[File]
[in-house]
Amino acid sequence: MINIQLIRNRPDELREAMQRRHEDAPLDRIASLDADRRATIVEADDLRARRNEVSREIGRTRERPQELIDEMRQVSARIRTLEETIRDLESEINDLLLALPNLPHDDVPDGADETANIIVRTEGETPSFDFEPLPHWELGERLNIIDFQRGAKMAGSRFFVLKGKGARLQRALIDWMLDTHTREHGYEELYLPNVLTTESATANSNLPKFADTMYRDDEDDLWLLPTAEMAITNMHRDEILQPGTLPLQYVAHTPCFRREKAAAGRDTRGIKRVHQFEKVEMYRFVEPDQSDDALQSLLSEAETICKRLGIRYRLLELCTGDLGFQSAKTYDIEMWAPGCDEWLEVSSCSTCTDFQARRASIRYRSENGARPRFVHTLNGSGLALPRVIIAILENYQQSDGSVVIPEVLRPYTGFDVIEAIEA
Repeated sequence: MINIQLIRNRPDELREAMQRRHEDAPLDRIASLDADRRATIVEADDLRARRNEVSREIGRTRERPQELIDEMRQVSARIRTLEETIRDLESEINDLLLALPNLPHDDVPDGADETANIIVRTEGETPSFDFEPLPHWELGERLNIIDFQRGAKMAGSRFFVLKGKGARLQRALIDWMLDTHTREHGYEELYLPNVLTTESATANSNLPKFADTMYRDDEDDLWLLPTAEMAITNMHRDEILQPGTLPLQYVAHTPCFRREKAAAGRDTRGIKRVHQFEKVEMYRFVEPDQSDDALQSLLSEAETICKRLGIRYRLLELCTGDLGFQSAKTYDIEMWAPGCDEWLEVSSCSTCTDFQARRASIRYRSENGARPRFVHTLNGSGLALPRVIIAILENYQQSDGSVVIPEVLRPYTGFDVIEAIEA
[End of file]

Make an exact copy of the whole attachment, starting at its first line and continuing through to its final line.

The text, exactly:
[in-house]
Amino acid sequence: MINIQLIRNRPDELREAMQRRHEDAPLDRIASLDADRRATIVEADDLRARRNEVSREIGRTRERPQELIDEMRQVSARIRTLEETIRDLESEINDLLLALPNLPHDDVPDGADETANIIVRTEGETPSFDFEPLPHWELGERLNIIDFQRGAKMAGSRFFVLKGKGARLQRALIDWMLDTHTREHGYEELYLPNVLTTESATANSNLPKFADTMYRDDEDDLWLLPTAEMAITNMHRDEILQPGTLPLQYVAHTPCFRREKAAAGRDTRGIKRVHQFEKVEMYRFVEPDQSDDALQSLLSEAETICKRLGIRYRLLELCTGDLGFQSAKTYDIEMWAPGCDEWLEVSSCSTCTDFQARRASIRYRSENGARPRFVHTLNGSGLALPRVIIAILENYQQSDGSVVIPEVLRPYTGFDVIEAIEA
Repeated sequence: MINIQLIRNRPDELREAMQRRHEDAPLDRIASLDADRRATIVEADDLRARRNEVSREIGRTRERPQELIDEMRQVSARIRTLEETIRDLESEINDLLLALPNLPHDDVPDGADETANIIVRTEGETPSFDFEPLPHWELGERLNIIDFQRGAKMAGSRFFVLKGKGARLQRALIDWMLDTHTREHGYEELYLPNVLTTESATANSNLPKFADTMYRDDEDDLWLLPTAEMAITNMHRDEILQPGTLPLQYVAHTPCFRREKAAAGRDTRGIKRVHQFEKVEMYRFVEPDQSDDALQSLLSEAETICKRLGIRYRLLELCTGDLGFQSAKTYDIEMWAPGCDEWLEVSSCSTCTDFQARRASIRYRSENGARPRFVHTLNGSGLALPRVIIAILENYQQSDGSVVIPEVLRPYTGFDVIEAIEA